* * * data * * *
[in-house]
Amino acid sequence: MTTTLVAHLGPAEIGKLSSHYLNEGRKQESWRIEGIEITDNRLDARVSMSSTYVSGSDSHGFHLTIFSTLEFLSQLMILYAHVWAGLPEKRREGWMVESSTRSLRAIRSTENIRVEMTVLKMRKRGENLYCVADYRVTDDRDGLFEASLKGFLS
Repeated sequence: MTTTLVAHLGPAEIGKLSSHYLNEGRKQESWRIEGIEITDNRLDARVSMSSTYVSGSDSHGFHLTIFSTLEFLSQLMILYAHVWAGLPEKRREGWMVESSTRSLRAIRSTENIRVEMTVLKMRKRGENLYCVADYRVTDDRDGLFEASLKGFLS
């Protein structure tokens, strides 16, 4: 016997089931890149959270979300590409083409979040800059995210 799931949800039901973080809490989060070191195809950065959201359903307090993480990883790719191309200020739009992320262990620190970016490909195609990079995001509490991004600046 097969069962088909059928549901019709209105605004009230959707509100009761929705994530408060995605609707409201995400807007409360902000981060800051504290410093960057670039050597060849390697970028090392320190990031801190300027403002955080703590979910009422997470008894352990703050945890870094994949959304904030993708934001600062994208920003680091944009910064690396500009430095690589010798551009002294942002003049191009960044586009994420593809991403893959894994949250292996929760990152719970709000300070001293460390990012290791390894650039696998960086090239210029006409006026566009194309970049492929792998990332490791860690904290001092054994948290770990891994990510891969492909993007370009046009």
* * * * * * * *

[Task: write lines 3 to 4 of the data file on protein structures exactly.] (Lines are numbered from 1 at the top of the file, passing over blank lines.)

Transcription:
Repeated sequence: MTTTLVAHLGPAEIGKLSSHYLNEGRKQESWRIEGIEITDNRLDARVSMSSTYVSGSDSHGFHLTIFSTLEFLSQLMILYAHVWAGLPEKRREGWMVESSTRSLRAIRSTENIRVEMTVLKMRKRGENLYCVADYRVTDDRDGLFEASLKGFLS
């Protein structure tokens, strides 16, 4: 016997089931890149959270979300590409083409979040800059995210 799931949800039901973080809490989060070191195809950065959201359903307090993480990883790719191309200020739009992320262990620190970016490909195609990079995001509490991004600046 097969069962088909059928549901019709209105605004009230959707509100009761929705994530408060995605609707409201995400807007409360902000981060800051504290410093960057670039050597060849390697970028090392320190990031801190300027403002955080703590979910009422997470008894352990703050945890870094994949959304904030993708934001600062994208920003680091944009910064690396500009430095690589010798551009002294942002003049191009960044586009994420593809991403893959894994949250292996929760990152719970709000300070001293460390990012290791390894650039696998960086090239210029006409006026566009194309970049492929792998990332490791860690904290001092054994948290770990891994990510891969492909993007370009046009």